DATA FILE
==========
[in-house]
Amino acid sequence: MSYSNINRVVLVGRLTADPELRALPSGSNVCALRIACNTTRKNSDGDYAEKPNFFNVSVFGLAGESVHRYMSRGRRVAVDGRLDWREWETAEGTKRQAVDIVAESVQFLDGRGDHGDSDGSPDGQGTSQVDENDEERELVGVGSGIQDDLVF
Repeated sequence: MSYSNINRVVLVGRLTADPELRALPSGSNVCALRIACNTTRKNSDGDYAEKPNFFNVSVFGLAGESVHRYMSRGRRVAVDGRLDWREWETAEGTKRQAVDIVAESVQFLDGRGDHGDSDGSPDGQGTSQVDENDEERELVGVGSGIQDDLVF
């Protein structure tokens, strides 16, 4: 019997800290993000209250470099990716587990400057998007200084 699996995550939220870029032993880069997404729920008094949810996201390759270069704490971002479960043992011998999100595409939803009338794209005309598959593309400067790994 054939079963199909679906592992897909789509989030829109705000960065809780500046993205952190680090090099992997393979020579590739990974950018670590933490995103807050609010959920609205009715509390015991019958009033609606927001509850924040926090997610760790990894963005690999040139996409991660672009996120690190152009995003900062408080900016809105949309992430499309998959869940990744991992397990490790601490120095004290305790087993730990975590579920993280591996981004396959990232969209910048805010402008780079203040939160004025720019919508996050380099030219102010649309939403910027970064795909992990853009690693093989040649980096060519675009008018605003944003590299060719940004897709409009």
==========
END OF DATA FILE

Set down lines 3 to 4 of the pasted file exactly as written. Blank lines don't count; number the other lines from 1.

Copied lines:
Repeated sequence: MSYSNINRVVLVGRLTADPELRALPSGSNVCALRIACNTTRKNSDGDYAEKPNFFNVSVFGLAGESVHRYMSRGRRVAVDGRLDWREWETAEGTKRQAVDIVAESVQFLDGRGDHGDSDGSPDGQGTSQVDENDEERELVGVGSGIQDDLVF
């Protein structure tokens, strides 16, 4: 019997800290993000209250470099990716587990400057998007200084 699996995550939220870029032993880069997404729920008094949810996201390759270069704490971002479960043992011998999100595409939803009338794209005309598959593309400067790994 054939079963199909679906592992897909789509989030829109705000960065809780500046993205952190680090090099992997393979020579590739990974950018670590933490995103807050609010959920609205009715509390015991019958009033609606927001509850924040926090997610760790990894963005690999040139996409991660672009996120690190152009995003900062408080900016809105949309992430499309998959869940990744991992397990490790601490120095004290305790087993730990975590579920993280591996981004396959990232969209910048805010402008780079203040939160004025720019919508996050380099030219102010649309939403910027970064795909992990853009690693093989040649980096060519675009008018605003944003590299060719940004897709409009």